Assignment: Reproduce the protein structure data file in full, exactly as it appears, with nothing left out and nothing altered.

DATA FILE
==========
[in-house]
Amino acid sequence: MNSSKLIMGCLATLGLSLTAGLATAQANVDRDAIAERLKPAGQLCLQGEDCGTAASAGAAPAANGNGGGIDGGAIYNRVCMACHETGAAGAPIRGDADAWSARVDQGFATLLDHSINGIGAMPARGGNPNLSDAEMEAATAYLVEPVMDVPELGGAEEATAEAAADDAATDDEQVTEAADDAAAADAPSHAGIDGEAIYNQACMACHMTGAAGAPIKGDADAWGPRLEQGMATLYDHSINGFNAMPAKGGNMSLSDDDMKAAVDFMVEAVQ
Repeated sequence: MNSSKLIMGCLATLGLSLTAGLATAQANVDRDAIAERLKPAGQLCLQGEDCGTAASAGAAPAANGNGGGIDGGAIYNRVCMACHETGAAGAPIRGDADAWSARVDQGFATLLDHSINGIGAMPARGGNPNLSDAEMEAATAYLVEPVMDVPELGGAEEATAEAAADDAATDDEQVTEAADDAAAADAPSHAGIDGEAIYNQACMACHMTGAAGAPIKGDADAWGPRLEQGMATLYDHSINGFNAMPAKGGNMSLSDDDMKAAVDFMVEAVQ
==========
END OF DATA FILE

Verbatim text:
[in-house]
Amino acid sequence: MNSSKLIMGCLATLGLSLTAGLATAQANVDRDAIAERLKPAGQLCLQGEDCGTAASAGAAPAANGNGGGIDGGAIYNRVCMACHETGAAGAPIRGDADAWSARVDQGFATLLDHSINGIGAMPARGGNPNLSDAEMEAATAYLVEPVMDVPELGGAEEATAEAAADDAATDDEQVTEAADDAAAADAPSHAGIDGEAIYNQACMACHMTGAAGAPIKGDADAWGPRLEQGMATLYDHSINGFNAMPAKGGNMSLSDDDMKAAVDFMVEAVQ
Repeated sequence: MNSSKLIMGCLATLGLSLTAGLATAQANVDRDAIAERLKPAGQLCLQGEDCGTAASAGAAPAANGNGGGIDGGAIYNRVCMACHETGAAGAPIRGDADAWSARVDQGFATLLDHSINGIGAMPARGGNPNLSDAEMEAATAYLVEPVMDVPELGGAEEATAEAAADDAATDDEQVTEAADDAAAADAPSHAGIDGEAIYNQACMACHMTGAAGAPIKGDADAWGPRLEQGMATLYDHSINGFNAMPAKGGNMSLSDDDMKAAVDFMVEAVQ